It’s important to have a good idea of what you’re looking for in a knife before you buy one and to know if your potential choice will be able to meet your needs. This is especially true when you intend to rely on an item in survival situations.
If you’re looking at a tactical hawkbill knife, which has an unusual shape, you want to be sure you understand its advantages and any disadvantages, depending on the situation.
What is a Hawkbill Blade
A hawkbill shape resembles its namesake, a hawk’s beak, with a sharp downward curve. The inner curve is the one that is sharpened, and the spine is left dull, which allows you to place a finger to guide it.
It’s typically used for cutting and slicing, and the sharp point can be used to pierce materials.
Advantages of a Hawkbill Knife
With a unique shape the hawkbill knife has a lot of advantages the other knives just don"t have, listed below are some of our top advantages of a hawkbill knife.
One Knife, Many Possibilities
This shape utilizes the entire length of the blade to cut, so you don’t have to apply as much pressure when cutting.
While it’s great for cutting open boxes, splicing tape, stripping wires, and even tough jobs like rope, hawkbills have recently been making a shift in uses.
Perfect For Combat Situations
Hawkbill knives have been rising in popularity for tactical purposes. Not only are they very good at the more mundane cutting tasks, but they’ve also proven to be excellent in combat situations. This has led to the rise in production of tactical hawkbill knives.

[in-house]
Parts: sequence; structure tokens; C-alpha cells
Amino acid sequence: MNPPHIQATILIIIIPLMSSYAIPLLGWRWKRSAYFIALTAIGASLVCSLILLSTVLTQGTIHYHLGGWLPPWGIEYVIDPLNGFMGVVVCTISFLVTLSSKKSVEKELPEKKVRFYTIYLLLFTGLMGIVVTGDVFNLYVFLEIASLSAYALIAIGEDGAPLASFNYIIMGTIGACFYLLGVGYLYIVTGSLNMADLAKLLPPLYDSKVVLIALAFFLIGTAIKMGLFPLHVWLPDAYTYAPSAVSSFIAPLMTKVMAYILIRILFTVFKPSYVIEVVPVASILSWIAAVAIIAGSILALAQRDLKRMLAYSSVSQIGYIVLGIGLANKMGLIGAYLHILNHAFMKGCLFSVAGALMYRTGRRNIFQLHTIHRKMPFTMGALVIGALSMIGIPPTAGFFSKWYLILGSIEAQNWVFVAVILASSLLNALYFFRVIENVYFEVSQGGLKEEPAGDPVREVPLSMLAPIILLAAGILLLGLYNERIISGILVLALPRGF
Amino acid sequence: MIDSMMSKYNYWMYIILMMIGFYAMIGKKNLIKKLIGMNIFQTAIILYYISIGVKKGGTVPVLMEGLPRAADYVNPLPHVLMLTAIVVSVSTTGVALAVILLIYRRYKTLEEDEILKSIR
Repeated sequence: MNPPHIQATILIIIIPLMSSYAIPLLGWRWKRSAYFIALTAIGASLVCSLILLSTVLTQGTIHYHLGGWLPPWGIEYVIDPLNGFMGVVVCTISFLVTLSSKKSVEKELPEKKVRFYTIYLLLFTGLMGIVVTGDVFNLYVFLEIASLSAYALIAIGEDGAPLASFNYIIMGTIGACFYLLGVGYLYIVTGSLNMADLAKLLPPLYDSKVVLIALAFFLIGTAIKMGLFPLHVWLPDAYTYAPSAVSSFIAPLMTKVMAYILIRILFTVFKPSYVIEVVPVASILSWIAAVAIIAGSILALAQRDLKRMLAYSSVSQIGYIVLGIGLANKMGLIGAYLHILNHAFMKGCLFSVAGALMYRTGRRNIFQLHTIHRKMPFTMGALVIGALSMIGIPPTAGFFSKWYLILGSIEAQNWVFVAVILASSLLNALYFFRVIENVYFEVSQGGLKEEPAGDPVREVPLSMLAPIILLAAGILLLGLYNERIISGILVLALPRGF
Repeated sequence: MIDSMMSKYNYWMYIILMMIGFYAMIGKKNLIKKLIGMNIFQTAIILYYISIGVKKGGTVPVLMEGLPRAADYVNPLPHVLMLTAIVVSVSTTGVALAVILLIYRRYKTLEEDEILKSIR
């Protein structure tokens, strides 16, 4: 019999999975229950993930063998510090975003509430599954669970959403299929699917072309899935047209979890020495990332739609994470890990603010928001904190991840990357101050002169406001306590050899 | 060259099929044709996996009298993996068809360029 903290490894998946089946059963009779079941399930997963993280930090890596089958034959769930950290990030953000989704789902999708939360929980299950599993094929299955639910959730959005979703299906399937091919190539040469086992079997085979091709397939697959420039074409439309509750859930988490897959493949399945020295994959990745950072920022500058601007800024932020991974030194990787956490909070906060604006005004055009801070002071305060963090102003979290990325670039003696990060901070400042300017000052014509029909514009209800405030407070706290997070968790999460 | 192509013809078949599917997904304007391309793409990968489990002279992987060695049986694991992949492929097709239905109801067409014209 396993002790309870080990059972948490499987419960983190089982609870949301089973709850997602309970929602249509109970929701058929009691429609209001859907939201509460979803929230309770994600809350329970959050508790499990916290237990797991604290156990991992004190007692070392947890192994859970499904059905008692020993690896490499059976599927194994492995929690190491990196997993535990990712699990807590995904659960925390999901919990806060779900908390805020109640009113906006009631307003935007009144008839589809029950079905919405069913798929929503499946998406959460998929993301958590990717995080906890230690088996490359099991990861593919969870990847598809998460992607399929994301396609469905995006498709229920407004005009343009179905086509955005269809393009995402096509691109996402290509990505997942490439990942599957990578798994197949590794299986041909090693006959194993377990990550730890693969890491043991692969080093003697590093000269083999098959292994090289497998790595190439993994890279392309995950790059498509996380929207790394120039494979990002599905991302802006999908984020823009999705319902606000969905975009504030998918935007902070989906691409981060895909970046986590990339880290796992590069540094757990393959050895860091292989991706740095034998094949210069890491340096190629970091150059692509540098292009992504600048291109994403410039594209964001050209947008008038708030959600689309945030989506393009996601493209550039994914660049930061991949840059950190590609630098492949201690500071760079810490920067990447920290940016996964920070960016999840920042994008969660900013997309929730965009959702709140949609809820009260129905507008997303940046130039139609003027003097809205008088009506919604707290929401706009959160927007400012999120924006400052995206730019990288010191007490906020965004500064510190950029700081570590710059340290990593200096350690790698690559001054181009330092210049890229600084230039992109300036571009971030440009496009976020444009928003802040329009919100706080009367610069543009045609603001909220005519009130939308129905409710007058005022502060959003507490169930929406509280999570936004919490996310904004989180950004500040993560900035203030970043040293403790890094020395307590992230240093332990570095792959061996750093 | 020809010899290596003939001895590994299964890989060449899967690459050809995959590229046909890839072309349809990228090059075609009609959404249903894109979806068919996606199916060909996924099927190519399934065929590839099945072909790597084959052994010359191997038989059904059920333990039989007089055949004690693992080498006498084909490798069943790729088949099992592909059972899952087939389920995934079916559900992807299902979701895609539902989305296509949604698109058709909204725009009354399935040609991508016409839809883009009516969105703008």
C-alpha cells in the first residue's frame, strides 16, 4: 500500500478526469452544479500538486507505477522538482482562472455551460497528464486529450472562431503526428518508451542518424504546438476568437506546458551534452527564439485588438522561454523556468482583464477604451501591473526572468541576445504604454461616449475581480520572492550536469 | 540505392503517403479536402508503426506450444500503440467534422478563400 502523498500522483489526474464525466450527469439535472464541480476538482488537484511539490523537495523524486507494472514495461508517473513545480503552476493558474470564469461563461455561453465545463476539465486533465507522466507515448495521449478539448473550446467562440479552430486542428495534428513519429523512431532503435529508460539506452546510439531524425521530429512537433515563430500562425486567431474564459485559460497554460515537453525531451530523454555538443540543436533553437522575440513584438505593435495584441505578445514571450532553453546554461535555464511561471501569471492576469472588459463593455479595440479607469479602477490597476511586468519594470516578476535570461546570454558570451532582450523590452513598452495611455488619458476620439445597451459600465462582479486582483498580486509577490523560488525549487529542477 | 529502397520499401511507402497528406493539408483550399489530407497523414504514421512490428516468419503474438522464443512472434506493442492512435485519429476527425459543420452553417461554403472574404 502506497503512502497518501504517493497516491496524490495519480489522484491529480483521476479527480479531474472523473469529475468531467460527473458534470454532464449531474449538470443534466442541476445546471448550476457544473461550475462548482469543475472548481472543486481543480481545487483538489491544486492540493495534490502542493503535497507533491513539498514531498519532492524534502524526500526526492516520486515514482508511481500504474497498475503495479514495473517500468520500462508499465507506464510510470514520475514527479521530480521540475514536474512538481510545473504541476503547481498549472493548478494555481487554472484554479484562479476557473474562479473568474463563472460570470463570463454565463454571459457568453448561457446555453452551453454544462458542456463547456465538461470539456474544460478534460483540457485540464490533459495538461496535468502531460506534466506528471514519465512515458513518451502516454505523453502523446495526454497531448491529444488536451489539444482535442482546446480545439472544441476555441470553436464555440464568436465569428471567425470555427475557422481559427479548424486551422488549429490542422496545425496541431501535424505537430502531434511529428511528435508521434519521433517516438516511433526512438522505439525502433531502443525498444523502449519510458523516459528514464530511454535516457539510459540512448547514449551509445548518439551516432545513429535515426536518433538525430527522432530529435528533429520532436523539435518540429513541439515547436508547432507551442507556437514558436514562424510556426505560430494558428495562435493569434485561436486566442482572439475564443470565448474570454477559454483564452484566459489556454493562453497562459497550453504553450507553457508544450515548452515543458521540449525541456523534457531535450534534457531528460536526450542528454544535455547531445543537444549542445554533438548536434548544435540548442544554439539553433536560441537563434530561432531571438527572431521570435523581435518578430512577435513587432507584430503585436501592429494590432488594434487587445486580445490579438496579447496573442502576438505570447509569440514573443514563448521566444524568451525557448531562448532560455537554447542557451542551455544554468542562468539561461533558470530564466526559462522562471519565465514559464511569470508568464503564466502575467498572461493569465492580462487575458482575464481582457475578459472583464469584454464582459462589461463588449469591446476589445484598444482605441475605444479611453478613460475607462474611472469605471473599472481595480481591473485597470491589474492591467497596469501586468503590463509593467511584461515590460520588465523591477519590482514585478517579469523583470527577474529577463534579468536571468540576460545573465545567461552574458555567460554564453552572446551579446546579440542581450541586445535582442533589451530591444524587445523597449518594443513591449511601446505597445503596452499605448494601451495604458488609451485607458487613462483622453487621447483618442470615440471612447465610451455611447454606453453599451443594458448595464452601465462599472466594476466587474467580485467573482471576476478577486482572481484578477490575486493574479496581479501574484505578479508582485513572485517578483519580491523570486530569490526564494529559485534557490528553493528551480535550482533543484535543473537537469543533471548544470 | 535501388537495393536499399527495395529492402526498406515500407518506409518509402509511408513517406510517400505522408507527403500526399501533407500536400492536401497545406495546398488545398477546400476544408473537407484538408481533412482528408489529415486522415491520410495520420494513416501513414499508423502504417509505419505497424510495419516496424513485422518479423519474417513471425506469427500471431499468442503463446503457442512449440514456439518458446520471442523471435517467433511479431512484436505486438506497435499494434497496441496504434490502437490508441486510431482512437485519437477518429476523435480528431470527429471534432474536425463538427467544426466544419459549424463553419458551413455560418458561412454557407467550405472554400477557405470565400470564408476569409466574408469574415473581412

A Blade that is Forever Sharp
Another advantage to the knife is that even after the blade had dulled, the point is still extremely sharp.
So if you’re unable to sharpen the knife, you can pierce the material, and sometimes that’s enough for even a dull blade to finish the cut.
Disadvantages of the Hawkbill
Although there are a lot of advantages to a Hawkbill knife there are also a lot of different disadvantages here are a few disadvantages to be aware of before buying a Hawkbill knife.
Needs to Be Sharpened By a Professional
Due to the inward curve of the cutting edge, hawkbill knives can be difficult to sharpen, particularly if you have one made from a premium quality steel like M390. If that is the case, you may need to consider having the knife sharpened by a professional.
Unique Shape, Limits Uses
Since the shape is so specific, the curve can limit the uses of the knife, especially if you select an unmodified version of the blade. A way to circumnavigate this is to decide what you’ll be needing the knife for, even in extreme situations, and to choose a modification that negates this.
Modifications for a Wider Range of Functions
It’s not unusual to find a blade that has had its shape modified. Usually, it’s to help the knife have a wider range of functions or to make it fit a specific task. Hawkbill knives are no exception, and they’ve been combined a variety of tips. Some examples of changes are with a tanto style tip which can offer more tip functions, and a karambit blade, which they closely resemble already.
One modification to avoid is the fully serrated version. When it comes to tactical blades, it’s better to have either a straight edge or a partially serrated. Full serrations have too many restrictions, and in the end, a properly sharpened straight edge can perform as well as or better.
When you find a tactical hawkbill knife for sale, make sure the distributor is reputable and uses quality materials. After all, this knife may need to save your life.